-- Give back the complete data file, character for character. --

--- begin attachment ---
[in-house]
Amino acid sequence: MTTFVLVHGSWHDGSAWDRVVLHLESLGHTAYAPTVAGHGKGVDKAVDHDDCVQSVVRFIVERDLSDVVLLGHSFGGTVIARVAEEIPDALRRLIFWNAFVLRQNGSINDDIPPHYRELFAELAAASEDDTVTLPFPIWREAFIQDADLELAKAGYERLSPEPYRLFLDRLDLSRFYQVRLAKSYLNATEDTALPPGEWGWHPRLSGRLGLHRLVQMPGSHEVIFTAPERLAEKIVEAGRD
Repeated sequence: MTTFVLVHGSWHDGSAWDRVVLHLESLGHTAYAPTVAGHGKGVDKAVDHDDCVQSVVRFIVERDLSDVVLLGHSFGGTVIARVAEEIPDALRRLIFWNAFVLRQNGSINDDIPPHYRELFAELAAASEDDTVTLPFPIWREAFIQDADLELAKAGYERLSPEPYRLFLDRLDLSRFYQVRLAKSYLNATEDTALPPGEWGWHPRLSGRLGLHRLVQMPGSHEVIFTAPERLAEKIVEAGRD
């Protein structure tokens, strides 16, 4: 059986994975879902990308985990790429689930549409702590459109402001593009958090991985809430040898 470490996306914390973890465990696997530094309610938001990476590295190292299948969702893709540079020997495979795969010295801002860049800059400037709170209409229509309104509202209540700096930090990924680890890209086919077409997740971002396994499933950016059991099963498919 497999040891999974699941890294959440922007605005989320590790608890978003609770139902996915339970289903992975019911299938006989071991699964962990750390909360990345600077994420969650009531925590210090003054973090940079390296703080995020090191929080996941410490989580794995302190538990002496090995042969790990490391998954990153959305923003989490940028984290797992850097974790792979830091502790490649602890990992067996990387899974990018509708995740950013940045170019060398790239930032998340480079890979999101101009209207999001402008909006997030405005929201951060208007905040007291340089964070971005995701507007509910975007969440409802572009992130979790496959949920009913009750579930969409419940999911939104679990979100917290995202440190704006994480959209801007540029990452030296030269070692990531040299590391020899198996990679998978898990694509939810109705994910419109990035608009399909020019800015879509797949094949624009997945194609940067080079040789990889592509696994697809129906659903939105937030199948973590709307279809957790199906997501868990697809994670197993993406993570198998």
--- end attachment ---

[in-house]
Amino acid sequence: MTTFVLVHGSWHDGSAWDRVVLHLESLGHTAYAPTVAGHGKGVDKAVDHDDCVQSVVRFIVERDLSDVVLLGHSFGGTVIARVAEEIPDALRRLIFWNAFVLRQNGSINDDIPPHYRELFAELAAASEDDTVTLPFPIWREAFIQDADLELAKAGYERLSPEPYRLFLDRLDLSRFYQVRLAKSYLNATEDTALPPGEWGWHPRLSGRLGLHRLVQMPGSHEVIFTAPERLAEKIVEAGRD
Repeated sequence: MTTFVLVHGSWHDGSAWDRVVLHLESLGHTAYAPTVAGHGKGVDKAVDHDDCVQSVVRFIVERDLSDVVLLGHSFGGTVIARVAEEIPDALRRLIFWNAFVLRQNGSINDDIPPHYRELFAELAAASEDDTVTLPFPIWREAFIQDADLELAKAGYERLSPEPYRLFLDRLDLSRFYQVRLAKSYLNATEDTALPPGEWGWHPRLSGRLGLHRLVQMPGSHEVIFTAPERLAEKIVEAGRD
């Protein structure tokens, strides 16, 4: 059986994975879902990308985990790429689930549409702590459109402001593009958090991985809430040898 470490996306914390973890465990696997530094309610938001990476590295190292299948969702893709540079020997495979795969010295801002860049800059400037709170209409229509309104509202209540700096930090990924680890890209086919077409997740971002396994499933950016059991099963498919 497999040891999974699941890294959440922007605005989320590790608890978003609770139902996915339970289903992975019911299938006989071991699964962990750390909360990345600077994420969650009531925590210090003054973090940079390296703080995020090191929080996941410490989580794995302190538990002496090995042969790990490391998954990153959305923003989490940028984290797992850097974790792979830091502790490649602890990992067996990387899974990018509708995740950013940045170019060398790239930032998340480079890979999101101009209207999001402008909006997030405005929201951060208007905040007291340089964070971005995701507007509910975007969440409802572009992130979790496959949920009913009750579930969409419940999911939104679990979100917290995202440190704006994480959209801007540029990452030296030269070692990531040299590391020899198996990679998978898990694509939810109705994910419109990035608009399909020019800015879509797949094949624009997945194609940067080079040789990889592509696994697809129906659903939105937030199948973590709307279809957790199906997501868990697809994670197993993406993570198998």